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Sara Vilkomerson
November 01, 2017 AT 05:11 PM EDT

The Square — starring Elisabeth Moss, Claes Bang, and Dominic West (in theaters now) — skewers the art world and society. It also won and this year’s Palme d’Or at the Cannes Film Festival and will be setting its sights on the best foreign language category, representing Sweden, at this year’s Oscars. We chatted with director Ruben Östlund when he was in New York City for NYFF about life after (the magnificent) Force Majeure and what it’s like when Hollywood comes calling.

ENTERTAINMENT WEEKLY: Doing back-to-back interviews like you are doing today seems just weird enough and ripe for satire that I wonder if it will end up in a future movie of yours.
RUBEN ÖSTLUND: I’ve actually thought about that before — I was thinking of doing something like that right before I made Force Majeure. I think there’s so many things to investigate in the ritual of interviewer and subject. One of my favorite clips on YouTube is about a cab driver that mistakenly ends up being interviewed in a live broadcast on the BBC. The journalist believes he’s an expert on internet rights and he starts to play around. There’s not one word that makes any sense at all! It’s so funny. So much about live television is that everyone is so scared of creating chaos.

The Square features chaos too — starting with the protagonist getting his wallet stolen in a scam on the street. Did I hear that’s something that actually happened to you?
It’s a combination really. I was on my way to my office in Sweden and there were a lot of people on the street. We heard a woman yelling, “Help!” Help is such a fantastic word because it’s pointing for everyone but at the same time pointing at me personally, you know? Anyway, this woman is running at us and she looks hysterical and like in the movie she throws herself to the guy next to me and is saying, “You have to help me, he’s going to kill me.” I was forced into playing the hero. I wasn’t robbed but what I liked about it was this guy next to me broke the bystander effect. He grabbed my arm and was like, you and me, let’s create a group. I was so proud afterward! [Laughs] The film is so much about the social contract and what is the expectations of our roles and how we should behave. If someone is asking you for help and you get robbed? It’s humiliating. I combined that story with something that happened to a friend who did actually track down her stolen cell phone.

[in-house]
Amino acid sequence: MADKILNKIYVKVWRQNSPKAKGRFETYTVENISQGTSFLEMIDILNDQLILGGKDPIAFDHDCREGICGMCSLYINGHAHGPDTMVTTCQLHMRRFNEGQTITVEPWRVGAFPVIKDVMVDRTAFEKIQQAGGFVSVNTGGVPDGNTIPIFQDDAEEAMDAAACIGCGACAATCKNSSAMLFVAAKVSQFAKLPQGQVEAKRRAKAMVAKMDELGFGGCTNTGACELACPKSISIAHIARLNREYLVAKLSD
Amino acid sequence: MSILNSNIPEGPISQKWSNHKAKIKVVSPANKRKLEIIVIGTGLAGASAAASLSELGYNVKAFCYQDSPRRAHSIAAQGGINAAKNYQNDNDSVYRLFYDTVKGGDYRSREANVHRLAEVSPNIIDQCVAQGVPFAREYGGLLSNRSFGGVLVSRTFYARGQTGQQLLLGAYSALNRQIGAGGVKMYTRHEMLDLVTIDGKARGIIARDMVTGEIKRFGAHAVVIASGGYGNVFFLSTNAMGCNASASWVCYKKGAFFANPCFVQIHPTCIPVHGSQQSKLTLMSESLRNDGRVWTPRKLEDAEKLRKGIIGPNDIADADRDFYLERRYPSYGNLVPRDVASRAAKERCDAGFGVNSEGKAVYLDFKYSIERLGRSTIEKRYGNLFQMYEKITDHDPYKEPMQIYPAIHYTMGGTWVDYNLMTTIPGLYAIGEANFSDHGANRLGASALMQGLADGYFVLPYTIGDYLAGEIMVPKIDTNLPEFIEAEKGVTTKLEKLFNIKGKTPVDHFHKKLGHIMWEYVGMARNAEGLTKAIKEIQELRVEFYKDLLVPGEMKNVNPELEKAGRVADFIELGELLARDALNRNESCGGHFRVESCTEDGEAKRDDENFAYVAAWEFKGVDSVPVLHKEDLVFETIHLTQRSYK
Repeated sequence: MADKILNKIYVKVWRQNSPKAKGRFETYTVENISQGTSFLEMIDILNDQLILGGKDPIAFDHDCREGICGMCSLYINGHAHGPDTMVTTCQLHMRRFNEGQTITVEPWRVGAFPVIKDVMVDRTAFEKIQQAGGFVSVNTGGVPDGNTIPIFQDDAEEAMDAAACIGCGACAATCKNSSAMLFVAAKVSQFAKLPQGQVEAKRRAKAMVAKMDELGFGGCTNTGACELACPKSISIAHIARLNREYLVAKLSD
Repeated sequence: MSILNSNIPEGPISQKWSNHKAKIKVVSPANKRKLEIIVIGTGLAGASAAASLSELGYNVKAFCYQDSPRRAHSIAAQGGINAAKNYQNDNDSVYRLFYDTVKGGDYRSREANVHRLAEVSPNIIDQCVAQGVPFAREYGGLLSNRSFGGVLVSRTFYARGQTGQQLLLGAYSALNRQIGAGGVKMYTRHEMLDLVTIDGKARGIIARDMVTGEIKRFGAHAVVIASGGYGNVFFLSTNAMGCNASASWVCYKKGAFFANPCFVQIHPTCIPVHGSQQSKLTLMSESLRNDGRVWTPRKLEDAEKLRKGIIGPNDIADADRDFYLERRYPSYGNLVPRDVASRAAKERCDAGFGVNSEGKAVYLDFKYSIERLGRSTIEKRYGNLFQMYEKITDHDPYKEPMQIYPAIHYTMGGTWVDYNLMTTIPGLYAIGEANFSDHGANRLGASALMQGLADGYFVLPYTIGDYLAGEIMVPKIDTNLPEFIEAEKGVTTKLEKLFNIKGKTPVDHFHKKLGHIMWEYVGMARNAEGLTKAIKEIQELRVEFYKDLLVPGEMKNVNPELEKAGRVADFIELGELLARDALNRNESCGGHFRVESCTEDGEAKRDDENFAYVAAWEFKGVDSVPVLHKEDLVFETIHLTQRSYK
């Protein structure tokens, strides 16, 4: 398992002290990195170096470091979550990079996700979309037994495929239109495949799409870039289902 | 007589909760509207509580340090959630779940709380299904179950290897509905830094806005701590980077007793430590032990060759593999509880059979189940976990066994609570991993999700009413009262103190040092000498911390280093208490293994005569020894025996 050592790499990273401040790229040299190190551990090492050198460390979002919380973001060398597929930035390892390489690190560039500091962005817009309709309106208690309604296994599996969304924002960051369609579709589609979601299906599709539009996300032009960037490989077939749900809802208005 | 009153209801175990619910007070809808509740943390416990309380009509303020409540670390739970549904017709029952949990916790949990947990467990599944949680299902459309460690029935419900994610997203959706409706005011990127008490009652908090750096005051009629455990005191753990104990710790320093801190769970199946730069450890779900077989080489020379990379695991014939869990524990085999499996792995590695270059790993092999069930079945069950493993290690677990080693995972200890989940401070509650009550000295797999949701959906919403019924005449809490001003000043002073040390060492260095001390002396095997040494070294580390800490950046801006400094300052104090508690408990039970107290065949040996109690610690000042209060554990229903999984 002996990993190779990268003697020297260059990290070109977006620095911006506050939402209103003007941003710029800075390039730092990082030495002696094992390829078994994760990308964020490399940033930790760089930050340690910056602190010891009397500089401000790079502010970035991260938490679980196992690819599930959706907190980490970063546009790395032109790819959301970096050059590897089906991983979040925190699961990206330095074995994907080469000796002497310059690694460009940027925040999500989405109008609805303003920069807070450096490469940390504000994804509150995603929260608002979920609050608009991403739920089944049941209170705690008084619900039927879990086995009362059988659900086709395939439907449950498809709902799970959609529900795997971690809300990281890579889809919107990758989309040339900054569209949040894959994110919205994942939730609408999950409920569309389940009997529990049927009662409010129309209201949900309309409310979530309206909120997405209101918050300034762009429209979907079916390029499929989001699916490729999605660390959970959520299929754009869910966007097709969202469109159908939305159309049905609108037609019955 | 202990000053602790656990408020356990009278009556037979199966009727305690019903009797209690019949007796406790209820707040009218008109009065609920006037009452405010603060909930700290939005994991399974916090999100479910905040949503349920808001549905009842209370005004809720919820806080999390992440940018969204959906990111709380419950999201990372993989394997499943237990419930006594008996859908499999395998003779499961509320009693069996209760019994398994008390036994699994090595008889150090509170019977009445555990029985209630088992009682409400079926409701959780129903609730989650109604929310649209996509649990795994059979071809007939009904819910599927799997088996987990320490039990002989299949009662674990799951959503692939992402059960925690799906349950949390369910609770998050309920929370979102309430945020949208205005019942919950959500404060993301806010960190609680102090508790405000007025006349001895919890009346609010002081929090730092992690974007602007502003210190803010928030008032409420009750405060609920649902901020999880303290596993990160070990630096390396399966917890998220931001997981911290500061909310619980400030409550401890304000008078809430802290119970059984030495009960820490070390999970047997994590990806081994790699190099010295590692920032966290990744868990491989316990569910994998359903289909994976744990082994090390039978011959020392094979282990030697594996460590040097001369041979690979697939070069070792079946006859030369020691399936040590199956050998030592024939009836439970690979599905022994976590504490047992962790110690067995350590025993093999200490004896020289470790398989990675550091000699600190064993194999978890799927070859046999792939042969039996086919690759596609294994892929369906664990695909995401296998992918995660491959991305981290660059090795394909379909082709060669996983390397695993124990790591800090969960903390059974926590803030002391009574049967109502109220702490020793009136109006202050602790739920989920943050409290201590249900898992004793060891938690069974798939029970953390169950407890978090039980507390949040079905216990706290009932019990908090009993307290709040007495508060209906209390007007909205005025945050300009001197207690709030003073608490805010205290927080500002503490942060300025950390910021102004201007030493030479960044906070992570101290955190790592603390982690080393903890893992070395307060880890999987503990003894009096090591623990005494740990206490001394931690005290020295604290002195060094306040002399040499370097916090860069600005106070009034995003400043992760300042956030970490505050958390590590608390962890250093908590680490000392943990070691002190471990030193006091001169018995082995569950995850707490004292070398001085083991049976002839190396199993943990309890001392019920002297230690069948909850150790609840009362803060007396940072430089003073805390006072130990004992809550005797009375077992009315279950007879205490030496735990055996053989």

It seems like all your movies really like to look at that gray area between what our instincts tell us what to do versus what society does.
Yes, I really like to look at human beings in this way. And to look at me that way, too. My behavior is very dependent on what is going on around me. It’s easy for me to identify with doing the wrong thing.

When Force Majeure wasn’t nominated — a travesty! — for an Oscar you made a really funny video where you pretend to freak out. I think a lot of people didn’t know if it was real or not.